After 26 years of loyal and dedicated service, a native of Richmond, IN, who served as a senior enlisted adviser for his command, retired from the United States Navy on April 29.
Philip Joseph Zettel, Navy Construction Senior Chief Engineer (Seabee) and 1996 graduate of Richmond High School, earned an Associate of Arts degree in Social Sciences from Tidewater Community College and a Bachelor of Science in Management Human Resources from Regent University.
Prior to his retirement, he was accepted into the Veterans Local Government Management Scholarship Skills Bridge Cohort to begin a career in public management as he looks forward to a career as an elected official.
The Skill Bridge Cohort is an innovative program that provides transitioning military members with vocational training and practical experience in the civilian workforce. The professional development offered through the program prepares candidates for a smooth transition to meaningful civilian careers. Participating companies benefit from access to the best and brightest transitioning service members, while developing a more comprehensive understanding of the veteran labor market.
At his job in the Navy, he was the senior enlisted chief and operations chief petty officer at Navy Expeditionary Medical Support Command (NEMSCOM), Cheatham Annex, Williamsburg, VA. The name of the command has since been changed to Naval Medical Readiness Logistics Command, led by CAPT Robert C. Morrison.
During his tour, he drove the implementation of current Navy policy and procedures while leading teams that repositioned Navy expeditionary medical assets.
NEMSCOM ensures that combatants have access to world-class medical care facilities. All over the world, where combatants place boots on the ground, expeditionary deployable medical systems are positioned there to meet their medical needs. These field hospitals provide definitive health care in theatre. Tent facilities are easily adaptable, capability-based modules that can be adapted to meet a multitude of mission requirements. This is where doctors, nurses, hospital staff and all medical and support staff stand ready to provide the highest level of life-saving, world-class medical assistance to all military personnel. on the theatre.
NEMSCOM has also been instrumental in responding to the global threats of COVID-19. NEMSCOM provided mission-capable medical facilities to Naval Base Guam and USS THEODORE ROOSEVELT (CVN 71) during the height of the COVID outbreak that crippled operations on the ship. NEMSCOM also sent 10 Navy Hospital Corpsmen to New York to support COVID mitigation efforts. Zettel’s advice was essential to the success of these missions.
“I was responsible for the personal and professional development of sailors in the command and advised the commander on tactics, techniques and procedures for operating in an expeditionary environment,” Zettel said. “I participated in the humanitarian cleanup efforts after Hurricane George in Puerto Rico and Hurricane Mitch in Honduras. I was the tool room mechanic and single-handedly supplied the battalion with chainsaws, generators, salvage saws, and all other gas-powered hand tools needed to complete the mission.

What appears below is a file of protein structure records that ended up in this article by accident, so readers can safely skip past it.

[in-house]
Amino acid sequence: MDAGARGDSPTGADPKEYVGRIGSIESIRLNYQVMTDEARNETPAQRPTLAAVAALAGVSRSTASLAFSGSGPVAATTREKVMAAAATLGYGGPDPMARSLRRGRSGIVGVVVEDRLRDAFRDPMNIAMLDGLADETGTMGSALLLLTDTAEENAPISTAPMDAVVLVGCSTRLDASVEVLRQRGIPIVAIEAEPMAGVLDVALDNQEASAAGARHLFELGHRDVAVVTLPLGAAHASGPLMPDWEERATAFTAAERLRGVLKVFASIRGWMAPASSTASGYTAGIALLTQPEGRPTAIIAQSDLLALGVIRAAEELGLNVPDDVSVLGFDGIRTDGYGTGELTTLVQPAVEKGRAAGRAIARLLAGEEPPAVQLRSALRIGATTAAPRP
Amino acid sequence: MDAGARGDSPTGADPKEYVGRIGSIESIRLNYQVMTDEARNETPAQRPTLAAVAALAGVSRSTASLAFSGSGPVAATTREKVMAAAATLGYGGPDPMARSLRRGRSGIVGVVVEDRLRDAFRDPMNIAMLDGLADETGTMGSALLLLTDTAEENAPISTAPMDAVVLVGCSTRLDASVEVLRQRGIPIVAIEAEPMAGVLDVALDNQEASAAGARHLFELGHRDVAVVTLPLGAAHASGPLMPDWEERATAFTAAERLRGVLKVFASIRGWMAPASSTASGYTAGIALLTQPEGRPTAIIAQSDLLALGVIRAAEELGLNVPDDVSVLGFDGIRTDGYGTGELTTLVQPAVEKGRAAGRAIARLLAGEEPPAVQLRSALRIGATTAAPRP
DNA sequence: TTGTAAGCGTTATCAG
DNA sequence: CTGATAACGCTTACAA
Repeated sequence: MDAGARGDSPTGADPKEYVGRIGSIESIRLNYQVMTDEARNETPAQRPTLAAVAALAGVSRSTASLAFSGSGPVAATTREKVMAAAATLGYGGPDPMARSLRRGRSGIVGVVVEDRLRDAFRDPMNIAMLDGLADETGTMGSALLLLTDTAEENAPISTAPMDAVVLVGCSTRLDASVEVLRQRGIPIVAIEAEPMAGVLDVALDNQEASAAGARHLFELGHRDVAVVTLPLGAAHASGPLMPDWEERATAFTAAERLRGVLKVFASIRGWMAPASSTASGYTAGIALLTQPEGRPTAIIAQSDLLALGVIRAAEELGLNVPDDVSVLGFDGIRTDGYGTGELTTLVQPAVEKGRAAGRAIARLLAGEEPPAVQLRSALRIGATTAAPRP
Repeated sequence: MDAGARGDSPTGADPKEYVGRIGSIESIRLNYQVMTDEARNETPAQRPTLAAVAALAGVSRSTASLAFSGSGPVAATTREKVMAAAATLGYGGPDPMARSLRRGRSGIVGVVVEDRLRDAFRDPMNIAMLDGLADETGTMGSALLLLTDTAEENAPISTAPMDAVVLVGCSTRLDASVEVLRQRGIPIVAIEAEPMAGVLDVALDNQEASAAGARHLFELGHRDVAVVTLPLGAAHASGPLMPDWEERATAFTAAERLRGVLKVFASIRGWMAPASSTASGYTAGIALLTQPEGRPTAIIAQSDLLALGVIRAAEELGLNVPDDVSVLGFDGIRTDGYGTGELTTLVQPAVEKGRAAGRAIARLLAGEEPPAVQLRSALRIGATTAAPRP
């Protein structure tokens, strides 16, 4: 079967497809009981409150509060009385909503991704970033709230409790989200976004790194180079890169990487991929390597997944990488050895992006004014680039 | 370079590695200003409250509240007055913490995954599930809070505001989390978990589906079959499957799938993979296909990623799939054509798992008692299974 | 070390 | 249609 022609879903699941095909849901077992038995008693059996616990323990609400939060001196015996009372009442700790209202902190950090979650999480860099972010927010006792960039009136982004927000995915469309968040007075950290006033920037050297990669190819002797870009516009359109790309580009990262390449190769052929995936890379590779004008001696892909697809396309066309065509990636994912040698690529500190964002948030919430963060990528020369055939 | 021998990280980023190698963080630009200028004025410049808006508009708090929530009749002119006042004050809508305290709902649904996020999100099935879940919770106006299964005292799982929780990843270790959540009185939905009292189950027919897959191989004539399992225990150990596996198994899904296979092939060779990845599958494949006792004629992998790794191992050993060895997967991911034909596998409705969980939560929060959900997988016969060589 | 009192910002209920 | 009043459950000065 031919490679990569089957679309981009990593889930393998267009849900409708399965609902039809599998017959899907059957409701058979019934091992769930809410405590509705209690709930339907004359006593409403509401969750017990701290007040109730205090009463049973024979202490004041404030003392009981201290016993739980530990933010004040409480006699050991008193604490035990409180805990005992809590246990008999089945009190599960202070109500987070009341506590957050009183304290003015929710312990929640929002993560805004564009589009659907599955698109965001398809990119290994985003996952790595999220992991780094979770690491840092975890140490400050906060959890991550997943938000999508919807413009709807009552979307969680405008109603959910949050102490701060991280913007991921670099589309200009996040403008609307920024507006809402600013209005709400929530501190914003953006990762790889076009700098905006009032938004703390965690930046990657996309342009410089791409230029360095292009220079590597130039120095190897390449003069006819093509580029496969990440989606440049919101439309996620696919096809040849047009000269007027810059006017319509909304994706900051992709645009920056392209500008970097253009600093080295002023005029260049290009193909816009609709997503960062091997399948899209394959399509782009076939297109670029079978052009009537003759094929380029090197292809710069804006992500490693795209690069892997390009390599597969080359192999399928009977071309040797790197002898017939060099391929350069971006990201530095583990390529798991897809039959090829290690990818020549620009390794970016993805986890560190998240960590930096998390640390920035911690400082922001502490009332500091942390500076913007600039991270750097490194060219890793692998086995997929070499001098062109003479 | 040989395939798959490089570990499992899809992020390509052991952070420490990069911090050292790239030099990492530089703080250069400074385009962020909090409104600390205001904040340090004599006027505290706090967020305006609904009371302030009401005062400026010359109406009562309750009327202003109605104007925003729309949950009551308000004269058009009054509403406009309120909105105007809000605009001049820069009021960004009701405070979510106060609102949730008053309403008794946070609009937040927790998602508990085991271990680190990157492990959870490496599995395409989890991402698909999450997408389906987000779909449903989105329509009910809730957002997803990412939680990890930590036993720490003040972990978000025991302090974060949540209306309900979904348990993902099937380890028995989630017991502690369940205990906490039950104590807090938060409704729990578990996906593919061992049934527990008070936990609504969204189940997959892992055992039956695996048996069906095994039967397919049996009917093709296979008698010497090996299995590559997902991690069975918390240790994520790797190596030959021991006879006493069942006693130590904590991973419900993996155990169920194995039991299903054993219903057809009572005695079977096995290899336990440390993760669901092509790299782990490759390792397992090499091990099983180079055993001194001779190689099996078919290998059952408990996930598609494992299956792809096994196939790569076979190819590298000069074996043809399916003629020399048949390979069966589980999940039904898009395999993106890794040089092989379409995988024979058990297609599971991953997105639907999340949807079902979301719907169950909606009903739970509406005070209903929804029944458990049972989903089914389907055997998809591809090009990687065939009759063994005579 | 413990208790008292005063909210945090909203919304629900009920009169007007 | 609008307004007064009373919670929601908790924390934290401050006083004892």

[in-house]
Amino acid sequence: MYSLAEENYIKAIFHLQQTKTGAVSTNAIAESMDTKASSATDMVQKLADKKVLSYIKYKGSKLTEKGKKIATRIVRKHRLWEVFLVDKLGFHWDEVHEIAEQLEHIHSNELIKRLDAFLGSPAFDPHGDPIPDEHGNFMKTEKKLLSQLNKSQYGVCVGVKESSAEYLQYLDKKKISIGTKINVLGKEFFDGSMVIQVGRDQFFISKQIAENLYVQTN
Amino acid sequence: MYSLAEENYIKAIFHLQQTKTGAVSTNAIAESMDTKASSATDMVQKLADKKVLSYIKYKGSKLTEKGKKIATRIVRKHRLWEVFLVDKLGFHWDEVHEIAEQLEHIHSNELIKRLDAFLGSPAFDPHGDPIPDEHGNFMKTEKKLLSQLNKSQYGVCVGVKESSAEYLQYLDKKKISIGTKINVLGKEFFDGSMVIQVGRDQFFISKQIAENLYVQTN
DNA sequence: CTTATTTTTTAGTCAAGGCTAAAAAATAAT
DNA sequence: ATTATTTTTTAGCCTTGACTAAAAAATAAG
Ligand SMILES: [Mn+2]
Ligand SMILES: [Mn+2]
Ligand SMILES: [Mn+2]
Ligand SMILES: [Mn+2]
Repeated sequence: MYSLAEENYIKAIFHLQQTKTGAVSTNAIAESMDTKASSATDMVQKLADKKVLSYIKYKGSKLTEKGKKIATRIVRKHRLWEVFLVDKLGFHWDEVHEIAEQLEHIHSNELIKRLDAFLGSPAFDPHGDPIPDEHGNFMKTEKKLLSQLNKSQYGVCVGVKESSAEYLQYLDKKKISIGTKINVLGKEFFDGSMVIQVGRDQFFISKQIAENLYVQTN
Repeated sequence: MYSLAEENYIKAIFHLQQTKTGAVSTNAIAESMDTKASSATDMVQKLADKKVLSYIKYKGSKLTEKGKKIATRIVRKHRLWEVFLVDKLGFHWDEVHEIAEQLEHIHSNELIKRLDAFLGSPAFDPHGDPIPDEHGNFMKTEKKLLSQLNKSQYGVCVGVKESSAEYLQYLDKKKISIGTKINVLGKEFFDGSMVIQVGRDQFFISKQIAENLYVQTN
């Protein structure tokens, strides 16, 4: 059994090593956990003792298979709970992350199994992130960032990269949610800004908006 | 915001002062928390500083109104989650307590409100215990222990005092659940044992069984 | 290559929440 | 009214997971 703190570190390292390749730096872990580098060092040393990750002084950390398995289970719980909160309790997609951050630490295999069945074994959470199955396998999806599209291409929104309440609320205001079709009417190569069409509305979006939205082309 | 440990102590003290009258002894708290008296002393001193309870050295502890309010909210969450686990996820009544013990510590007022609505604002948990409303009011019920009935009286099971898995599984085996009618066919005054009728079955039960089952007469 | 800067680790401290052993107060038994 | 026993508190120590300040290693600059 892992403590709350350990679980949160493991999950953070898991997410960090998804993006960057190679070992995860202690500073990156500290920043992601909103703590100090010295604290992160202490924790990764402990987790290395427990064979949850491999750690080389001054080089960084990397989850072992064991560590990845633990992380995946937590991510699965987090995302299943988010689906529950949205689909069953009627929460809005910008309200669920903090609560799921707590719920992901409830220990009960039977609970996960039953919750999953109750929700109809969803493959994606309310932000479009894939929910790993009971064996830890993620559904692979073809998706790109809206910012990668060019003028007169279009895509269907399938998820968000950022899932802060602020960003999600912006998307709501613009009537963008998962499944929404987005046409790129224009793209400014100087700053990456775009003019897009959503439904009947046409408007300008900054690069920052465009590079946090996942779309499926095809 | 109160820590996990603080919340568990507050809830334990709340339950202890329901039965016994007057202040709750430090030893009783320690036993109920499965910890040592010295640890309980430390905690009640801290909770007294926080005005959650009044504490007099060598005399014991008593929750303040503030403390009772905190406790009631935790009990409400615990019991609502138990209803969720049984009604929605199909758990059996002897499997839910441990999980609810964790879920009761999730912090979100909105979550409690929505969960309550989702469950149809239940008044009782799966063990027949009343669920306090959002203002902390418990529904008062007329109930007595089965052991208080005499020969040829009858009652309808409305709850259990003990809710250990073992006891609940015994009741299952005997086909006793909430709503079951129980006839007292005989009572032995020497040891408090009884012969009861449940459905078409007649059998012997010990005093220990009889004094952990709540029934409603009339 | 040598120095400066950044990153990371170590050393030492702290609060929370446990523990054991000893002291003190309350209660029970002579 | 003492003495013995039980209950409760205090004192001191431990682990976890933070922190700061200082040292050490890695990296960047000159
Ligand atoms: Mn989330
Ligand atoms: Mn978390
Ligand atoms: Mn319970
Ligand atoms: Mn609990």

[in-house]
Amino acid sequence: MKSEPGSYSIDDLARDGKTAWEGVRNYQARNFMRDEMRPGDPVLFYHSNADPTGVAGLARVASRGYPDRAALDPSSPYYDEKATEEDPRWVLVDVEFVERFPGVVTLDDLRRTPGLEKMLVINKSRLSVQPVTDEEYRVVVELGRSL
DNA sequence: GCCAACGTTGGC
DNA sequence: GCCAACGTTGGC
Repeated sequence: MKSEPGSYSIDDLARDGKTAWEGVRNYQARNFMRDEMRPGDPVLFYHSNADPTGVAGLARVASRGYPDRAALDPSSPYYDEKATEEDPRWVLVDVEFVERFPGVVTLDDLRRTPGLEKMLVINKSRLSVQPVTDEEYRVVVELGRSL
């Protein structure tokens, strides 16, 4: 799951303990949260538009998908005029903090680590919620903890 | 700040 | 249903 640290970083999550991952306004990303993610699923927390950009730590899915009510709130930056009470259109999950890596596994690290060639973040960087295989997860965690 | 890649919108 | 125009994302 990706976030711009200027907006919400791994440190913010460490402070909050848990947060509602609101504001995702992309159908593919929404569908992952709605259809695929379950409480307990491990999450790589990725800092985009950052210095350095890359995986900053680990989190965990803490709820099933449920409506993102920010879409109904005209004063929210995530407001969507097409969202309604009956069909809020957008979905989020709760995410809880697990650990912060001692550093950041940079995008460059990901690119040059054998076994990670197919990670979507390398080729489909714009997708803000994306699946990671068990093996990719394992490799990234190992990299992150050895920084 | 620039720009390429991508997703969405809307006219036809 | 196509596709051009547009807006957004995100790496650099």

Prior to NEMSCOM, Zettel was hand-picked by the Area Type Commander as the Maintenance and Materiel Management (3MC) Coordinator, and assigned to staff duty at Naval Expeditionary Combat Command, Virginia Beach, VA. A type commander is usually the senior officer responsible for overseeing personnel, training, logistics, maintenance, and other support to ships, aircraft, and units.
When he spoke about the most important efforts he made to the Navy during his career, he was humble as he offered his response.
“During my tour at the Naval Special Warfare Development Group in September 2004, I worked as the chief mechanic of the ‘Green Team’ High Speed Assault Craft. I was embedded into Navy SEAL teams as a combat engineer, mechanic and equipment operator during multiple deployments to Afghanistan, he explained. “During this period, I was involved in special operations programs and led the command of the Special Operations Command in Afghanistan on various selected routes in the country.”
As he prepares to complete his military service, Zettel reflected on why he joined the Navy and the impact his service had on his life.
“At NEMSCOM, I feel I have identified and provided information to overcome gaps and misaligned policies to better align Navy expeditionary medical facilities. With the needs of combatant commanders in mind, we have provided critical lifesaving care to Special Warfare Operators, our fellow Seabees, Marines and Sailors during humanitarian and operational missions,” he said, highlighting the critical missions around the world.
“I joined the Navy to see the world and got to see Okinawa, Sasebo, Yokosuka and Iwakuni in Japan; Korea, Puerto Rico; Honduras; Afghanistan; Guam; Hawaii; Spain; and many cities in the United States. Additionally, the Navy has provided me with an exceptional education and experience that allows me to continue supporting our great nation. For that, I am grateful and proud to be a sailor in the United States Navy.
|Date posted:||23.05.2022 13:19|
|Location:||WILLIAMSBURG, Virginia, USA|
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